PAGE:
Nigeria Oil Spill Catastrophic

The air smells like poison, the creek water carpeted with crude, and the boat operator covers his nose as he steps on a jetty in a region hit by what may be the world’s worst oil contamination.

“We have been living with this mess for years,” says 31-year-old Friday Gimmogho, who is now forced to drive his boat out to sea to catch fish. “The oil companies are simply irresponsible and wicked.”

The UN released a report this month saying decades of oil spills in the Nigerian region of Ogoniland may require the biggest cleanup ever undertaken, with communities dependent upon farmers and fishermen left ravaged.

As a start, it calls for $1 billion from the Nigerian government and the petroleum industry in Africa’s largest oil producer.

Drinking water has been dangerously contaminated, including at one location where levels of the carcinogen benzene are more than 900 times above World Health Organisation guidelines.

Families were still drinking from those wells in Nisisioken Ogale, the report from the UN Environment Programme points out.

“If you drink this water, it tastes like petrol,” said Austin Kpalap, a 31-year-old pharmacy student and local resident.

“We used to do everything with it — drank it, bathed with it and washed with it — until UNEP said it was not safe.”

While UNEP’s chief scientist has called the environmental crisis “unprecedented,” it has largely gone unnoticed, unlike last year’s massive spill in the Gulf of Mexico, which led to hefty payouts from BP.

In this case, Shell and Nigeria’s state oil company have come under heavy criticism over the contamination.

The Anglo-Dutch oil giant operated in Ogoniland until it was forced to pull out amid unrest in 1993, but it still has infrastructure there. It argues it is not responsible for most spills.

Shell’s Nigerian joint venture was taken to task in the UN report, which says its procedures for control and maintenance of infrastructure have not been followed. Oil spills have also not been sufficiently cleaned, the report says.

Shell says it is taking the report seriously and looking at how it can improve, but maintains that more than 70 percent of the spills in the vast Niger Delta, Nigeria’s main oil-producing region and where Ogoniland is located, are caused by sabotage.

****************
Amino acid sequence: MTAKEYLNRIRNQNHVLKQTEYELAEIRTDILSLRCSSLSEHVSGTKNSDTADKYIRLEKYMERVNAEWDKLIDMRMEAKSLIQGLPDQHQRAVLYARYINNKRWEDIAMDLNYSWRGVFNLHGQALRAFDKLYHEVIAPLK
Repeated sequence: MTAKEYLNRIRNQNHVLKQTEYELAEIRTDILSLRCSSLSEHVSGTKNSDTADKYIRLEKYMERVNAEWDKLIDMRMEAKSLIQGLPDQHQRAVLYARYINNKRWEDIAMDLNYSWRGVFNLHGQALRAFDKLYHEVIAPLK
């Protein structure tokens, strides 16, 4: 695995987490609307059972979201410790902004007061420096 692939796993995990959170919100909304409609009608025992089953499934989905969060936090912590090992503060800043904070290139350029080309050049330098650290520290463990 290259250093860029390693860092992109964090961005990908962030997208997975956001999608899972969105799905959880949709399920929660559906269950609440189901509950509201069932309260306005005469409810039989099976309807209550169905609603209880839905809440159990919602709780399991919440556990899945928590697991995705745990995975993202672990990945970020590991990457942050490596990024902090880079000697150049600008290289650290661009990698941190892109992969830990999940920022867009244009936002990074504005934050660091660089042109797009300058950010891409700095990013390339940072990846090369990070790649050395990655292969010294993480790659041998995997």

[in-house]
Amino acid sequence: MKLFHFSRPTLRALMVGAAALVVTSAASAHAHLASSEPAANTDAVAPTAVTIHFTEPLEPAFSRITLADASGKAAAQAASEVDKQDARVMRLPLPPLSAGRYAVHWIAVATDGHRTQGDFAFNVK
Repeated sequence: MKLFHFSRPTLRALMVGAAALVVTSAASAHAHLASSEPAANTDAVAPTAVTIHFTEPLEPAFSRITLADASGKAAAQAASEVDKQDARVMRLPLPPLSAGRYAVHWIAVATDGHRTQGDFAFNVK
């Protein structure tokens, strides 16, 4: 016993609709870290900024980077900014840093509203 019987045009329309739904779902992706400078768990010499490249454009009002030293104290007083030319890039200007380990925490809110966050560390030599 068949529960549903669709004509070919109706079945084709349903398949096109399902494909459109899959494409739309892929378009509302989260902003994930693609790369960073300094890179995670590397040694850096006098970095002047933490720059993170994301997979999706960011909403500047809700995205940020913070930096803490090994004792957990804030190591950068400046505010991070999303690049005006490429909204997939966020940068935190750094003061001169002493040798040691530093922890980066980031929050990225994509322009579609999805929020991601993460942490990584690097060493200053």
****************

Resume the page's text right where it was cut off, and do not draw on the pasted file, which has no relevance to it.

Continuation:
The managing director for its Nigerian joint venture, Mutiu Sunmonu, has said that until illegal activity is brought under control, “there is little that can be done to bring an end to the problem of spills.”

Oil theft and illegal refining to feed the black market, as well as militant attacks on pipelines, have been common in the Niger Delta.

But activists strongly dispute Shell’s argument, and a UNEP representative points out that illegal refining is a more recent phenomenon in an area that has seen 50 years of spills.

Meanwhile in Ogoniland, a kingdom with an estimated population of nearly one million, mangrove swamps soak in a stew of toxins.

Farmland sits in ruin and anger continues to build in the native region of renowned environmental activist Ken Saro-Wiwa, executed in 1995 after what was widely viewed as a show trial.

In the town of Bodo, residents cover their noses with their hands or handkerchiefs as they approach the jetty. At nearby B-Dere village, people lament what has been lost.

“As far back as 1992, 1993, 1994, I used to follow my father to this place for fishing, but now the fish are gone because of spillage,” local politician Kposbae Ereba told AFP. “What you see is water covered with crude.”

UNEP senior official Henrik Slotte told AFP the report was the most complex ever handled by the agency. It has detailed for the first time scientific evidence of the contamination in Ogoniland.

“This contamination requires emergency action before any other remediation efforts to reduce the health risk to the people,” he said.

Amnesty has estimated that, if all types of oil pollution in the vast Niger Delta are added up over the past half-century, it would be “on par with the Exxon Valdez every year over the last 50 years.”

“Oil companies have turned this land into a desert through their operational neglect,” local conservationist Michael Kobah said.

There have been mixed feelings in Ogoniland following the report. It has raised hopes for some that something may finally be done to address the problem — and that locals will find jobs linked to the cleanup.

Others doubt further action will result.

“We didn’t need any report,” said Ledum Mitee, president of the Movement for the Survival of Ogoni People and Saro-Wiwa’s former deputy. “What is needed is a clean-up.”

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